We've written previously about the need for more clinical research and expanded insurance coverage for brain injury victims. People who suffer traumatic brain injuries typically have a long and difficult road to recovery. Therapy and treatment are expensive, and brain injury patients and their families need all of the medical and financial help they can get.
Right now, brain injury victims and their families aren't treated fairly by the healthcare system in the United States. In particular, since treatment and recovery after a traumatic brain injury can be a lifelong struggle, insurance companies generally don't offer anywhere near enough coverage for patients who have suffered a severe brain injury.
Any type of damage to the brain can have devastating and long-term consequences that lead to a lifetime of specialized care and unending medical bills. Traumatic brain injury is most commonly associated with accidents or severe blows to the head, but a potential association between brain injuries and football has some people questioning the levels of violence in the sport.
Cheerleading is considered by many in Texas to be a sport. It often involves trained athletes performing dangerous routines without the benefit of safety gear. This can result in serious injury, including broken bones to more catastrophic injuries such as spinal cord damage and traumatic brain injury. Such injuries, suffered by one junior high student in a dangerous stunt gone wrong, have spurred a lawsuit seeking compensation.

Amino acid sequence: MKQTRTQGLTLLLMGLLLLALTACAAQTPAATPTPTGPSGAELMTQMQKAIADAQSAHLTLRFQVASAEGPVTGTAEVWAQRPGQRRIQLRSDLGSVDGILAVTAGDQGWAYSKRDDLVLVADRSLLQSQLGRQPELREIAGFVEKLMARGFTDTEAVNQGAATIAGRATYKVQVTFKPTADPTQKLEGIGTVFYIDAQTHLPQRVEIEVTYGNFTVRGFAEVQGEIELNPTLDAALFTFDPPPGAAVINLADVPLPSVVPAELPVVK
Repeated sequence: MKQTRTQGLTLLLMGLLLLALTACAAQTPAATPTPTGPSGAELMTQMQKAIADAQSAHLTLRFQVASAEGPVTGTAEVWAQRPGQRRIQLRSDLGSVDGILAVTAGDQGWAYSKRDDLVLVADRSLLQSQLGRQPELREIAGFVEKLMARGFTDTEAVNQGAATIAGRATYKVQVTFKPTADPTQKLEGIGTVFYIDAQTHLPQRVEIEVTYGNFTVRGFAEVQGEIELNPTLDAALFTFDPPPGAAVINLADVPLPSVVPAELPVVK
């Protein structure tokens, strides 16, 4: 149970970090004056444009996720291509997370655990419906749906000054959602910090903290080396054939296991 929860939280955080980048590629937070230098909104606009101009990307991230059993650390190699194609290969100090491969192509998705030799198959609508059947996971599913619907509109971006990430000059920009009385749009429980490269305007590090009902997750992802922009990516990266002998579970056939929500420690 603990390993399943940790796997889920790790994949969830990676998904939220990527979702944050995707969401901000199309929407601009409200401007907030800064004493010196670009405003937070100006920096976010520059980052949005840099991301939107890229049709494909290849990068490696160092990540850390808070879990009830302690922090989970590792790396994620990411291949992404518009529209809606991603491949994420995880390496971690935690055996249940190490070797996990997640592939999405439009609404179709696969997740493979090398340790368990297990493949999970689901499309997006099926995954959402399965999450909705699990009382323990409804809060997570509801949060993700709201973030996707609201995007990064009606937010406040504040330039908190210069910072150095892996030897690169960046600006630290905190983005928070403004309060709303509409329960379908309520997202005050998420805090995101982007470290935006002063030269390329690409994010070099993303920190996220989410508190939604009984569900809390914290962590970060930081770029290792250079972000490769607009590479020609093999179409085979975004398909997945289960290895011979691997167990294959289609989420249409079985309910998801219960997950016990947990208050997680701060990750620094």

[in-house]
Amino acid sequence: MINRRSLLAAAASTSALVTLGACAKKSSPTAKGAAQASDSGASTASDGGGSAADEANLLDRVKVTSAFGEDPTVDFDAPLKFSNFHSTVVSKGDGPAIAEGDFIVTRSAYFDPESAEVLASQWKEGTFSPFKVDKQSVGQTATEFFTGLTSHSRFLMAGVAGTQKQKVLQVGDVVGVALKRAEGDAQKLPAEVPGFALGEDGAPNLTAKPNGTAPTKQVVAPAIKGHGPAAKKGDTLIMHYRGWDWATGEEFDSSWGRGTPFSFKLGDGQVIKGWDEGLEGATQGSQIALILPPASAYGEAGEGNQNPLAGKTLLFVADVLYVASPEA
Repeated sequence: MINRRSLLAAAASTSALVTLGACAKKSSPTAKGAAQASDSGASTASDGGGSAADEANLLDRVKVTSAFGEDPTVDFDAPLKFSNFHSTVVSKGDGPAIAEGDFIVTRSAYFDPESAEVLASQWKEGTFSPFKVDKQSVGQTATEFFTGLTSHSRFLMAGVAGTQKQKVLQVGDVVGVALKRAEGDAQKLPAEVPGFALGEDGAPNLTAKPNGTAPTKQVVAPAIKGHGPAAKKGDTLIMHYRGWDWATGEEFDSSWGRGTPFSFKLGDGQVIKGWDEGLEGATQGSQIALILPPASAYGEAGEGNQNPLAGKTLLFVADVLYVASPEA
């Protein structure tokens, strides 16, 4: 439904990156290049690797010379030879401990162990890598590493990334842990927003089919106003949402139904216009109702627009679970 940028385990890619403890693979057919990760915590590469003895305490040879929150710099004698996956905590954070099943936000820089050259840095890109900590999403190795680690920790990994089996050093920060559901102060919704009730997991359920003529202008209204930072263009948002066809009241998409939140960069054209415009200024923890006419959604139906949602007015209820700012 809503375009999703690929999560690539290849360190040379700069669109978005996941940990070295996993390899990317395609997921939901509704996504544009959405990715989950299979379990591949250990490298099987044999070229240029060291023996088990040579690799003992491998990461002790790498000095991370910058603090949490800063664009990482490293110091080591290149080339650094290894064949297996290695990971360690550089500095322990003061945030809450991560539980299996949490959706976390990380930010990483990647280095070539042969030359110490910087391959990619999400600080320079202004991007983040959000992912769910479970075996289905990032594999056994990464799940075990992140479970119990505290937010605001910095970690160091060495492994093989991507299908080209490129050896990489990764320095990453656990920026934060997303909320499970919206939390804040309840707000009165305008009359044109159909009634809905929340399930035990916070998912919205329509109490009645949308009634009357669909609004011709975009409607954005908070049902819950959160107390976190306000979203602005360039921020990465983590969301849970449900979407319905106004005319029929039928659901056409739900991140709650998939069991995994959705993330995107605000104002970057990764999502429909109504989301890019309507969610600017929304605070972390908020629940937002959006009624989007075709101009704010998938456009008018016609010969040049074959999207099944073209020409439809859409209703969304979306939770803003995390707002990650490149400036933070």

A traumatic brain injury is a life-altering event that can affect everything from memory, personality, and daily living skills. Texans who suffer brain injury due to accidents beyond their control may find themselves in dire straits. Bills for immediate medical treatment, rehabilitation and long-term care can begin to stack up quickly. A successful claim through civil action may be a significant aid to the victims and their caregivers.
The Fourth of July this year fell on a Wednesday so many people took a long holiday with family and friends. Summer holidays can involve a host of recreational activities, including fun on all-terrain vehicles.
According to AAA, the Fourth of July holiday week is expected to have more travelers than during the July 4 week last year. It may also see a number of drunk driving accidents. Texas is working to prevent Fourth of July drinking and driving in two ways: by increasing law enforcement statewide; and by putting a face on the consequences of drunk driving accidents.
According to the Center for Disease Prevention and Control, the older a person gets, the more likely they are to die if injured in a fall. A fall, from which a 32-year-old could recover, might put an 80-year-old in a wheelchair permanently.
Those of us in Texas who follow football were no doubt saddened by the loss of Junior Seau to suicide. He was reported to suffer from depression and potential brain damage due to chronic traumatic encephalopathy, or CTE. Daniel Duerson was another National Football League player who suffered from CTE and also committed suicide with a shot to the chest so that his brain could be studied.
More and more we are hearing about the dangers of repeated concussions, or even head hits, among sports players and professional athletes. Does the injury need to be severe -- or are repeated injuries enough to do damage? In the case of the National Football League, were the owners aware of the potential brain damage, and if so, when did they know it?